A Progressive Call to Action

Written by Chris Daly. Posted in Opinion, Politics

Published on September 09, 2009 with 41 Comments


San Francisco grassroots progressive activist Van Jones.
Photo by Luke Thomas

By Chris Daly

September 9, 2009

Late Saturday night, Van Jones resigned his position as Special Adviser to President Obama on green jobs. Van’s resignation came hours after the Obama administration offered no support for Jones under an escalating smear campaign waged by Fox’s Glenn Beck and financed by big oil through Americans for Prosperity.

But this is by no means the political eulogy for one of the few grassroots progressives in the Obama administration or the progressive movement that helped elect Obama. It is, however, a call to action.

I first met Van in 1993 when we organized to stop then Mayor Frank Jordan’s “Matrix” program. Matrix was Jordan’s new police program targeting homeless people for crimes like camping and sleeping in the park. Matrix was at the fore of a national trend of criminalization of poor people. In San Francisco, a youthful group of activists joined together with homeless people and their long-time advocates to challenge Matrix. Under the banner of Mobilization to Stop the Scapegoating (MASS), the coalition launched street-level organizing, public education, and direct action that included documenting police sweeps of homeless encampments and a civil disobedience “Sleep-in” at the Mayor’s Pacific Heights mansion.

Fresh off San Francisco street mobilizations organized by Roots Against War (RAW) the previous summer and now with a Yale Law degree, Van was a steady and strategic leader in the campaign against Matrix. With tireless organizing, we were able to shift public opinion away from Jordan’s crackdown on homeless people, and even forced then-candidate for Mayor, Willie Brown, to come out against Matrix. Just as important, Van had begun to help build the next generation of grassroots activists in the Bay Area.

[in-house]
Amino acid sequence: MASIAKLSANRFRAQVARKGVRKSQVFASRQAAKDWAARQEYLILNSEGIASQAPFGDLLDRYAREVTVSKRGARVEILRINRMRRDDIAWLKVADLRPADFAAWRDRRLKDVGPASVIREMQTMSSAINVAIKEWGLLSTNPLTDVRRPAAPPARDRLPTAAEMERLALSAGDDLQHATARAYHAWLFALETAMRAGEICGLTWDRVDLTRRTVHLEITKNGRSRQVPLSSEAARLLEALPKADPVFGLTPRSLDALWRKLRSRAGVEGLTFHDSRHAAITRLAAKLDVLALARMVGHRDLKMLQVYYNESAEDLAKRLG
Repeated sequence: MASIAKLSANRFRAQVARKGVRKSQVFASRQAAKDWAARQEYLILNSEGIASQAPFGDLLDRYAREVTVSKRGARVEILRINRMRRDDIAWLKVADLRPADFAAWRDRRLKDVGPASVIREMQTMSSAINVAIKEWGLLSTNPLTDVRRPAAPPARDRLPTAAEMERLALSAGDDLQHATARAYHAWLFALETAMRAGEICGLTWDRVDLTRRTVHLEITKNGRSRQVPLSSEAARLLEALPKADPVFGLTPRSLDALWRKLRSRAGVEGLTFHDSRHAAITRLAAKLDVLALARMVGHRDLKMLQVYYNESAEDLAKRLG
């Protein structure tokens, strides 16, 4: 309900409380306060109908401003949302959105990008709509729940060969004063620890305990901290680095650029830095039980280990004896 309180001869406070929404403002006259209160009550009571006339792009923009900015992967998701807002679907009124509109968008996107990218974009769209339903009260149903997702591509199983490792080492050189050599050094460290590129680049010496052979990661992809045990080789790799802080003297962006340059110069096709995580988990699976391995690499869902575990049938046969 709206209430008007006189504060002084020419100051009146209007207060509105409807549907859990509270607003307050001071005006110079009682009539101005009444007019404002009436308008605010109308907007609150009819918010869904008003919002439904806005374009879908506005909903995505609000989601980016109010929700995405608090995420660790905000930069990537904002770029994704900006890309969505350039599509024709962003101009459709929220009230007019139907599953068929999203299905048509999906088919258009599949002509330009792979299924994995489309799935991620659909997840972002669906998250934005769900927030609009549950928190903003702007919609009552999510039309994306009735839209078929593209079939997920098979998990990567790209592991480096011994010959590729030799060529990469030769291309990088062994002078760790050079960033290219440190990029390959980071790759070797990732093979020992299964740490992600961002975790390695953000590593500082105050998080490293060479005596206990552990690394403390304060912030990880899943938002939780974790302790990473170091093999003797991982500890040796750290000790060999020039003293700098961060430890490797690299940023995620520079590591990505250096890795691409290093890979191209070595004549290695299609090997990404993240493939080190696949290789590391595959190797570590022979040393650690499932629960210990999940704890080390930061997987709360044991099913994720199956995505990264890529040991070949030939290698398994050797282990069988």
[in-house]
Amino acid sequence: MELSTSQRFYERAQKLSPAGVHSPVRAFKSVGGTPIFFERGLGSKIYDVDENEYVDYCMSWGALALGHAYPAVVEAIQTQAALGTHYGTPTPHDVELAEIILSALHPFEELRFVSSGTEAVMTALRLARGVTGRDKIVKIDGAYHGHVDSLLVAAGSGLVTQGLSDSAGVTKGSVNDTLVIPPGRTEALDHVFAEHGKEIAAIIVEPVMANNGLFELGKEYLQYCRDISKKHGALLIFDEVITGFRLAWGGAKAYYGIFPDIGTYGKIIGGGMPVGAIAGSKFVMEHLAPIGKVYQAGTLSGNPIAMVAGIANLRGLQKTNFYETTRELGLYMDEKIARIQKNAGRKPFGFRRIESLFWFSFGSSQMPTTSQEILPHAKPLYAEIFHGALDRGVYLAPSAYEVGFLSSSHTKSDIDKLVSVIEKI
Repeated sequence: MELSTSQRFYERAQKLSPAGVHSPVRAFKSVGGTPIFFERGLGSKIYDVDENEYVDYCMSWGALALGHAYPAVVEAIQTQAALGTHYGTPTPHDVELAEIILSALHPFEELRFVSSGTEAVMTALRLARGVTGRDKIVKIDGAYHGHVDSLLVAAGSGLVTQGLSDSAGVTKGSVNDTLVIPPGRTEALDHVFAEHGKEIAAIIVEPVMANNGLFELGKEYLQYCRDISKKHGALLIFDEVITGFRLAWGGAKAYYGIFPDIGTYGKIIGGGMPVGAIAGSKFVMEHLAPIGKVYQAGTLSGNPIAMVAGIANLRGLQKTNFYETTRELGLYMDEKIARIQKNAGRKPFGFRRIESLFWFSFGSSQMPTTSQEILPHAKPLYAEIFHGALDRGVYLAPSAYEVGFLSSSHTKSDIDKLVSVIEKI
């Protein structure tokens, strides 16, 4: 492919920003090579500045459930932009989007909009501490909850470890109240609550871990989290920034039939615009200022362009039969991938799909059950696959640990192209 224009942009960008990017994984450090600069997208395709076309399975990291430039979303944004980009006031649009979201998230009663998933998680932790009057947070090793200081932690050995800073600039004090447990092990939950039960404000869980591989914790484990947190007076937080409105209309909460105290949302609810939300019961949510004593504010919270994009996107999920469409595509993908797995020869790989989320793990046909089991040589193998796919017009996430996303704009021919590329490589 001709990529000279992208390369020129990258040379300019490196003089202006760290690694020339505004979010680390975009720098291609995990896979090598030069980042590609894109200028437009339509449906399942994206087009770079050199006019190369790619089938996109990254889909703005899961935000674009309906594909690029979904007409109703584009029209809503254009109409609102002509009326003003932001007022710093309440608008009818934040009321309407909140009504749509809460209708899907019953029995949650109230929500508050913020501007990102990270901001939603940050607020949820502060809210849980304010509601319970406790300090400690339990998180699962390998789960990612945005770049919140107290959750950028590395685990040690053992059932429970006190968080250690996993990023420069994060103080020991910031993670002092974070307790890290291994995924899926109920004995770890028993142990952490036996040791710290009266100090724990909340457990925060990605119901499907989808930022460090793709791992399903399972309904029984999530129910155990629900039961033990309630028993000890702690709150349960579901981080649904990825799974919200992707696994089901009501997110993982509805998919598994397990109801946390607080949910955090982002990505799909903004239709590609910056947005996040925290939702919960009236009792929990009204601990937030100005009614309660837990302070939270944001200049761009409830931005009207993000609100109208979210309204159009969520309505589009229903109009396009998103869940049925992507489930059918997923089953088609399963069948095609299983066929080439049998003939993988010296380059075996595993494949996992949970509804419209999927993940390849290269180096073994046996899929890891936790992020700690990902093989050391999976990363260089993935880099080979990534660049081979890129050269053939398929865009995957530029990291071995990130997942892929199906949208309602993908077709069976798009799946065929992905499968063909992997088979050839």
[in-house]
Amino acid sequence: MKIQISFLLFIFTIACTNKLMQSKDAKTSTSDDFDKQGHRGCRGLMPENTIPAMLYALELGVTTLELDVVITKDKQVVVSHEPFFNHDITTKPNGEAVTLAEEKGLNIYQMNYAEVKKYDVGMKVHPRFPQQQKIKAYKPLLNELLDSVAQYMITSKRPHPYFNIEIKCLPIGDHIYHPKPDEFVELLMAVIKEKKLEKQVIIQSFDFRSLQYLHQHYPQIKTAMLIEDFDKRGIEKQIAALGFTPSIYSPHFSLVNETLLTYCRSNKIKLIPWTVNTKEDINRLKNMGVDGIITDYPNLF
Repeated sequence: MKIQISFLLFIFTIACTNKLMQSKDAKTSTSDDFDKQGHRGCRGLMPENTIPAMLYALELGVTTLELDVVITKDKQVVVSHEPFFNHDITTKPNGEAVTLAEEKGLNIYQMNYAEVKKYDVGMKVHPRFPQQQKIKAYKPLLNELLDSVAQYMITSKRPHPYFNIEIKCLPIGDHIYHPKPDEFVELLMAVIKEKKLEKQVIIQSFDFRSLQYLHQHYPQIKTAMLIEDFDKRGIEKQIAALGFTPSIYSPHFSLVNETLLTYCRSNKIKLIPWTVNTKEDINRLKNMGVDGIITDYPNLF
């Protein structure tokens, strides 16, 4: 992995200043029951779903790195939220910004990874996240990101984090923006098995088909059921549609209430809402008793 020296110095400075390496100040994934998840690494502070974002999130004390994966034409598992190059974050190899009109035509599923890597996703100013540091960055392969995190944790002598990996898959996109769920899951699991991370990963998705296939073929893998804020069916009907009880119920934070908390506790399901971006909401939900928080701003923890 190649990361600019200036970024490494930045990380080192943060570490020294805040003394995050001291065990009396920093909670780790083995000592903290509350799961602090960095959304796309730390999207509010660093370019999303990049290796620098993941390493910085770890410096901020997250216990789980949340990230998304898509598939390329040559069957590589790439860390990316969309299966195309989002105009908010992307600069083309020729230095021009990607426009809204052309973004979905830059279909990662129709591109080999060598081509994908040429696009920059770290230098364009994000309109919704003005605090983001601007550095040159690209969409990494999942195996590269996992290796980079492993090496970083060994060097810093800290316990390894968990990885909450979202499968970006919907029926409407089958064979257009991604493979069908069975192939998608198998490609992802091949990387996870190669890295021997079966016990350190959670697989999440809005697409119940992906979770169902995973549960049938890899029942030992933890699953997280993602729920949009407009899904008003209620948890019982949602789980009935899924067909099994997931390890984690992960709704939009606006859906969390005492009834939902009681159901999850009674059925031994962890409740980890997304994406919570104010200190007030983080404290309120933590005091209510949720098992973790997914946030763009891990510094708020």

Van’s subsequent community efforts with Bay Area PoliceWatch and the Ella Baker Center, along with his political organizing in STORM, formed a very powerful political program. Harnessing youthful activism to provide service and care to those most afflicted by the criminal justice system, while overtly challenging the system that created that inequality in the first place (including a sharp critique on race and class), became a model for community organizing in the region. No doubt borrowed and updated for the times from the Black Panther Party’s “feed the people” philosophy; this model of organizing did not overly romanticize 1960’s revolutionaries. It did righteously speak to many people’s disenfranchisement from mainstream politics and desire for greater meaning in our communities.

And the model proved successful. Not only did the ranks of deep-rooted activists and community organizers swell around Jones, but also there were significant people’s victories. Van helped win a modicum of justice for the family of Aaron Williams, who was killed in custody by SF Police Officer Marc Andaya. Through a campaign of heightened pressure on the Police Commission, Andaya was fired. Through Books not Bars, Van helped block the development of a “super jail” to lock up Oakland’s youth.

Like all great organizers, Van’s contributions to San Francisco have gone far beyond his own work. In addition to the continuing work of the Ella Baker Center, People Organized to Win Employment Rights (POWER) carries on this model of organizing. Also, several of the early organizers of the Mission Anti-displacement Coalition (MAC), myself included, were influenced by Jones’ organizing. In fact, after nearly 9-years in elected office, my early work with Van Jones continues to influence my political philosophy and has helped me contribute to San Francisco’s progressive movement.